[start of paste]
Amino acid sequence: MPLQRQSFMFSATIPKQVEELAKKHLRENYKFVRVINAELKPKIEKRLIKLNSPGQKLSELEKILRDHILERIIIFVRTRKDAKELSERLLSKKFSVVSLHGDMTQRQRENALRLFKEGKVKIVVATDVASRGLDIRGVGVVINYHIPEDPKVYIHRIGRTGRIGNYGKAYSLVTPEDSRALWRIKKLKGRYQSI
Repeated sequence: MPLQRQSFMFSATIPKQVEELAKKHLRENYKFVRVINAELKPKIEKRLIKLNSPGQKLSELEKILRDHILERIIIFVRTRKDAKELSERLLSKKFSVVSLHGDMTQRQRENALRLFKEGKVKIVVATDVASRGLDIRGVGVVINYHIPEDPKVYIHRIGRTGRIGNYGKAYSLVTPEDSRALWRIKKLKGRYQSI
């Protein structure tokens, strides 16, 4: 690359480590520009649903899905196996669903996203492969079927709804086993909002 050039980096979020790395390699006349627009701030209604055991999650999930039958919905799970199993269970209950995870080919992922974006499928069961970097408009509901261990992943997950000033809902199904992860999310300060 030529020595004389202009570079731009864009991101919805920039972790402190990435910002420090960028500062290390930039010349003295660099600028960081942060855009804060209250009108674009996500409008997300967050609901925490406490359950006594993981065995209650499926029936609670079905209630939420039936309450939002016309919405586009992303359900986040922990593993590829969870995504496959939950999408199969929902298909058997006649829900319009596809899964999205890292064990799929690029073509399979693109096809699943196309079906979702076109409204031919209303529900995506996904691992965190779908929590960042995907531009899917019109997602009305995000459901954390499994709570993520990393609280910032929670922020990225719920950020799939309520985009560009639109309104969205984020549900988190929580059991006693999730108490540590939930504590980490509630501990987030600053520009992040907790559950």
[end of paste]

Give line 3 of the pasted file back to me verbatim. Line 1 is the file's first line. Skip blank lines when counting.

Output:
């Protein structure tokens, strides 16, 4: 690359480590520009649903899905196996669903996203492969079927709804086993909002 050039980096979020790395390699006349627009701030209604055991999650999930039958919905799970199993269970209950995870080919992922974006499928069961970097408009509901261990992943997950000033809902199904992860999310300060 030529020595004389202009570079731009864009991101919805920039972790402190990435910002420090960028500062290390930039010349003295660099600028960081942060855009804060209250009108674009996500409008997300967050609901925490406490359950006594993981065995209650499926029936609670079905209630939420039936309450939002016309919405586009992303359900986040922990593993590829969870995504496959939950999408199969929902298909058997006649829900319009596809899964999205890292064990799929690029073509399979693109096809699943196309079906979702076109409204031919209303529900995506996904691992965190779908929590960042995907531009899917019109997602009305995000459901954390499994709570993520990393609280910032929670922020990225719920950020799939309520985009560009639109309104969205984020549900988190929580059991006693999730108490540590939930504590980490509630501990987030600053520009992040907790559950």